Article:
Tag: genetic engineering

Bioethics News

Transhumanists, Biohackers, Grinders: Who Are They And Can They Live Forever?

February 24, 2017

(Australia Broadcasting Co) – Can transhumanists, biohackers and grinders live forever? The answer is maybe soon — at least according to them. Ok. So what’s a transhumanist? Like some scientists, they believe that ageing is a disease, and they are not afraid of taking human evolution into their own hands by harnessing genetic engineering, nanotechnology and artificial intelligence. Sydney-based IT innovation manager and self-described transhumanist Peter Xing says Australians aged in their 20s and 30s could now end up living long enough to live forever.

The views, opinions and positions expressed by these authors and blogs are theirs and do not necessarily represent that of the Bioethics Research Library and Kennedy Institute of Ethics or Georgetown University.

Bioethics News

Churchill on science

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Winston Churchill was once voted the “greatest Briton of all time” in a BBC poll, edging out Isambard Kingdom Brunel (who?), Lady Diana, Shakespeare and John Lennon. Now, in addition to his gifts as a statesman and politician, orator and historian (and artist), we have been reminded that he helped to popularise science as well.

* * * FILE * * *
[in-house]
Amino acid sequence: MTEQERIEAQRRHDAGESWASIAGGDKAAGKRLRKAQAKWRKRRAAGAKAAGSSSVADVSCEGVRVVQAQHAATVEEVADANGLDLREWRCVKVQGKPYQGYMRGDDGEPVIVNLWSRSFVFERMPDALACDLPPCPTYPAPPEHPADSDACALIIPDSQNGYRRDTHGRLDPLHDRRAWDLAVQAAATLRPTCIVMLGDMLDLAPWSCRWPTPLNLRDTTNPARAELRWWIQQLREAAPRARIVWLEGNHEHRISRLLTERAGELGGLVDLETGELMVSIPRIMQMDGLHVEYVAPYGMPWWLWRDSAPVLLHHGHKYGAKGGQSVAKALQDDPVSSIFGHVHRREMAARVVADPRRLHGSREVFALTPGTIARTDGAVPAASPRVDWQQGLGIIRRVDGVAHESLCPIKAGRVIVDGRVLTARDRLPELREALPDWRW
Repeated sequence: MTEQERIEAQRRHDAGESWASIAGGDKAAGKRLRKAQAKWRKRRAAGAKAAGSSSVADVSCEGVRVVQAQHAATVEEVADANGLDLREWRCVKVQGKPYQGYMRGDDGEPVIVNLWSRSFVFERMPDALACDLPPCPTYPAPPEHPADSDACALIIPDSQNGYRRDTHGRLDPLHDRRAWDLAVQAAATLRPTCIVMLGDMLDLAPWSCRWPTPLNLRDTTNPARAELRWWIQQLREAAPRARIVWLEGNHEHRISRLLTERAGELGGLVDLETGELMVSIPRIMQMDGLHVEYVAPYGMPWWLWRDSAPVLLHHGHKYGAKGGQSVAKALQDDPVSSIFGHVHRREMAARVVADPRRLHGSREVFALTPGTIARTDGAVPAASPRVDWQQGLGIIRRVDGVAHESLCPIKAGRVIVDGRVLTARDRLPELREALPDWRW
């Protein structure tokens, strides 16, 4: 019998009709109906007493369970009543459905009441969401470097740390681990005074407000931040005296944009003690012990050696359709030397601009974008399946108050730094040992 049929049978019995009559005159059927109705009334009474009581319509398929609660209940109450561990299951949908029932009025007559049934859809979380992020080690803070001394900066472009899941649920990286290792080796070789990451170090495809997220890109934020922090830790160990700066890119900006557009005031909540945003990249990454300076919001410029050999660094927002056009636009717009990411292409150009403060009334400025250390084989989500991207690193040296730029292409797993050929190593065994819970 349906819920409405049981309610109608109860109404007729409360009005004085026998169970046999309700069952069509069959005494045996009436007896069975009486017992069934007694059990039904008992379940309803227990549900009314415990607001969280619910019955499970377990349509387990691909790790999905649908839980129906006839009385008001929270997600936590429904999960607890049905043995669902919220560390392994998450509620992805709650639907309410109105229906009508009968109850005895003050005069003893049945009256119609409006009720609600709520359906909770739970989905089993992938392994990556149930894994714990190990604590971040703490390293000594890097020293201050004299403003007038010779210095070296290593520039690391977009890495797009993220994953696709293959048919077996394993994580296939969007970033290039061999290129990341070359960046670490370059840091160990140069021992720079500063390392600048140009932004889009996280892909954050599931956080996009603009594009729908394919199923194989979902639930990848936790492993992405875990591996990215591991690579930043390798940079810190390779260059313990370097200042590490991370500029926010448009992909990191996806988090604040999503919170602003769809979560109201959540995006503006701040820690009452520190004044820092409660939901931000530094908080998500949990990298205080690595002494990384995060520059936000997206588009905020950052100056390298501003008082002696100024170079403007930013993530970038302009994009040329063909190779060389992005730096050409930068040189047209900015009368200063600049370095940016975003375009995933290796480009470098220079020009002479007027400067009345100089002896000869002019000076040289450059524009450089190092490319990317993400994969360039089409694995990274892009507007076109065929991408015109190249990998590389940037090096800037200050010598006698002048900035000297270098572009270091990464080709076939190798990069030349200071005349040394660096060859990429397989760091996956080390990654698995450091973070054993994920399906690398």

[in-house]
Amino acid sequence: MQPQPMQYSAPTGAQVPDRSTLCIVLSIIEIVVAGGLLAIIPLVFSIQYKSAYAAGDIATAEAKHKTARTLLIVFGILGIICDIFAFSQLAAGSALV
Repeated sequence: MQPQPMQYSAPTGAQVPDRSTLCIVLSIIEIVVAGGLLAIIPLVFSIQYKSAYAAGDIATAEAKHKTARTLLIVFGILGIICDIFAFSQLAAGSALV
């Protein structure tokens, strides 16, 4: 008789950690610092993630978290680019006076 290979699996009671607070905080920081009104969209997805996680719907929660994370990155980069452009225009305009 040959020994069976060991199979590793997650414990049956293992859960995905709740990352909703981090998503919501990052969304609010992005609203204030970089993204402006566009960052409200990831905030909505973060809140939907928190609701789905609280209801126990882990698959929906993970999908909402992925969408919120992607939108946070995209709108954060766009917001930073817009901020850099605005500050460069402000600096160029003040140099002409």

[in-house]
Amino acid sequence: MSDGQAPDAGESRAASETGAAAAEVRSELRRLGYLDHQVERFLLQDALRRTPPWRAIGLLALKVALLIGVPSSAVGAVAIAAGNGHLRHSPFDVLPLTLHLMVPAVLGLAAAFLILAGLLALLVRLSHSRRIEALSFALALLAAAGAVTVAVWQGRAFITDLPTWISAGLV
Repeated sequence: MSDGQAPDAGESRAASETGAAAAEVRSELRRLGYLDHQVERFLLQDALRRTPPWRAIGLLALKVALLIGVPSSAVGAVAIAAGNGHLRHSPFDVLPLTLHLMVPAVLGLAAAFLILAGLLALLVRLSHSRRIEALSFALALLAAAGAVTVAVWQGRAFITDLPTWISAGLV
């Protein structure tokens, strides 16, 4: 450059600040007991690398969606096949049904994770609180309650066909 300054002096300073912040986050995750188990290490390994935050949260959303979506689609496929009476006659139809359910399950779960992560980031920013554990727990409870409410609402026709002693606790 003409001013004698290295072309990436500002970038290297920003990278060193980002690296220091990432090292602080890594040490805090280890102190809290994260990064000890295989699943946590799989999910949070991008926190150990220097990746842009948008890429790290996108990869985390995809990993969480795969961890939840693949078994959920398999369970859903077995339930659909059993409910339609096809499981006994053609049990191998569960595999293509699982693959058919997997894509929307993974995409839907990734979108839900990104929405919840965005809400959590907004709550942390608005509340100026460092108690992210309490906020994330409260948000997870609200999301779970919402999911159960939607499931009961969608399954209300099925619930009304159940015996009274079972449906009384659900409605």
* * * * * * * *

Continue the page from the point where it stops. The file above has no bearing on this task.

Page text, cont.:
As reported in Nature, an historian has discovered an 11-page manuscript which Churchill penned in 1939 but never published, speculating about life on other planets. It turns out that the great man was deeply interested in modern science and followed developments keenly. Gazing around at the gathering storm, he wrote pessimistically:

“I, for one, am not so immensely impressed by the success we are making of our civilization here that I am prepared to think we are the only spot in this immense universe which contains living, thinking creatures, or that we are the highest type of mental and physical development which has ever appeared in the vast compass of space and time.”